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Bonnie Sussman to Present at National Council for the Social Studies Annual Conference


<img class="size-full wp-image-3972 wp_left_thumb alignleft lazyload" src="http://www.bishopodowd.org/wp-content/uploads/2016/09/sussman.jpg" alt="sussman" width="200" height="250" />

A highly regarded expert in the area of Holocaust education, O’Dowd social studies teacher Bonnie Sussman will present at the National Council for the Social Studies (NCSS) annual conference, being held in Washington, DC, in December.

Sussman’s presentation, titled “Fighting to Survive! Teenage Diarists during the Holocaust,” will be delivered along with colleagues Lisa Bauman, of Blue Valley West High School in Overland Park, Kansas, and Colleen Tambuscio, of New Milford High School in New Milford, New Jersey. All three are members of the United States Holocaust Memorial Museum’s Regional Education Corps, and jointly lead an annual Holocaust Study Tour.

Session attendees will also have an opportunity to meet one of the diarists, Peter Feigl, who wrote about his day-to-day life, fears and hopes for the future. “The diary is fascinating,” Sussman said.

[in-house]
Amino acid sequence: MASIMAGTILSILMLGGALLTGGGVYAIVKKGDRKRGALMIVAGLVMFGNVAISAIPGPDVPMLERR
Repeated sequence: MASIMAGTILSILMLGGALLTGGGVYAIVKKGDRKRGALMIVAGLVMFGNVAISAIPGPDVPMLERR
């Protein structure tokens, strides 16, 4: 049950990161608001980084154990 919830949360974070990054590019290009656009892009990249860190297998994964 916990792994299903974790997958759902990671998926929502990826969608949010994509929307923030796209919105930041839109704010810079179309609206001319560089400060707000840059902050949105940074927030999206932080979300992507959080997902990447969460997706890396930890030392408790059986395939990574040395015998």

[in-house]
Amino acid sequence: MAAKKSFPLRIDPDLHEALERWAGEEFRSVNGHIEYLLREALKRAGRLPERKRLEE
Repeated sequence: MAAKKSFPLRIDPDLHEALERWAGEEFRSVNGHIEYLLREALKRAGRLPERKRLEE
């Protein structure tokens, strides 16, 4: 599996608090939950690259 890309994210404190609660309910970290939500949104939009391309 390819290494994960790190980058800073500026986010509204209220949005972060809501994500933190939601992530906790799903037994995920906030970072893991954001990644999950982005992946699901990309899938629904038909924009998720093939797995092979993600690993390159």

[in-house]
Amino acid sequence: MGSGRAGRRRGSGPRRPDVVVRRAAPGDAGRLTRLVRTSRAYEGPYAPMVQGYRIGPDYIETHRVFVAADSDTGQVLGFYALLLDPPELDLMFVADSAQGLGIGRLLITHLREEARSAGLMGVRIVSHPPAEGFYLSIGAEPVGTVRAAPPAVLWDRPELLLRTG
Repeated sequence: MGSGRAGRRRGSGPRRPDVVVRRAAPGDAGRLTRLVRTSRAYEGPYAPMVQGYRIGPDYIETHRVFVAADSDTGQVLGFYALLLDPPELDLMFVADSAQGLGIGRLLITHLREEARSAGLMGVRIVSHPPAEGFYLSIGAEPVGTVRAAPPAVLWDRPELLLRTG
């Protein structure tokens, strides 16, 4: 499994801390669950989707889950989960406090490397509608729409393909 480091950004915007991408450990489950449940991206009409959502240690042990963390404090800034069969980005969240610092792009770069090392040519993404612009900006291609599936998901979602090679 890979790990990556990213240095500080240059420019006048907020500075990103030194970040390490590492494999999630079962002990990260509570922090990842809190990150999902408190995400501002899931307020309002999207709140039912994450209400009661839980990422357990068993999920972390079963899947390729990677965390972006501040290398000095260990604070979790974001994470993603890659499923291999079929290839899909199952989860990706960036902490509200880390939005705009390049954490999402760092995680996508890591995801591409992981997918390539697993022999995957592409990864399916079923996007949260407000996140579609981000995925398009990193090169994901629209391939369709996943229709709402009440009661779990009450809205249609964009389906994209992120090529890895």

On the faculty at O’Dowd since 1990, Sussman introduced an elective course in Holocaust studies in 1996, and the book Salvaged Pages: Young Writers’ Diaries of the Holocaust, written by Alexandra Zapruder, is a staple in the course.

Sussman, Bauman and Tambuscio have created a study guide, Teaching “Salvaged Pages: Young Writers’ Diaries of the Holocaust,” that provides primary sources and lesson plans for language arts and history teachers to complement Zapruder’s award winning collection of diaries written by young people during the Holocaust. Some of the writers were refugees, others were in hiding or passing as non-Jews, some were imprisoned in ghettos, and nearly all perished before liberation.

The study guides give an overview of the diary entries, provide focus questions, learning goals, activities and assessments. https://www.facinghistory.org/teaching-salvaged-pages.

Sussman is passionate about teaching students about the Holocaust, and believes studying events of the past can provide insight about current conflicts.

“The kids don’t understand how the Holocaust could have happened.” Sussman said, “So we spend a lot of time analyzing behavior, and talking about what it means to be a citizen and the responsibility that we all have to speak out when we feel something is wrong.”  

The best advice Sussman says she can give to students is to care. “Like (Holocaust survivor) Elie Wiesel said, ‘The opposite of love is note hate, it’s indifference’,” Sussman said.

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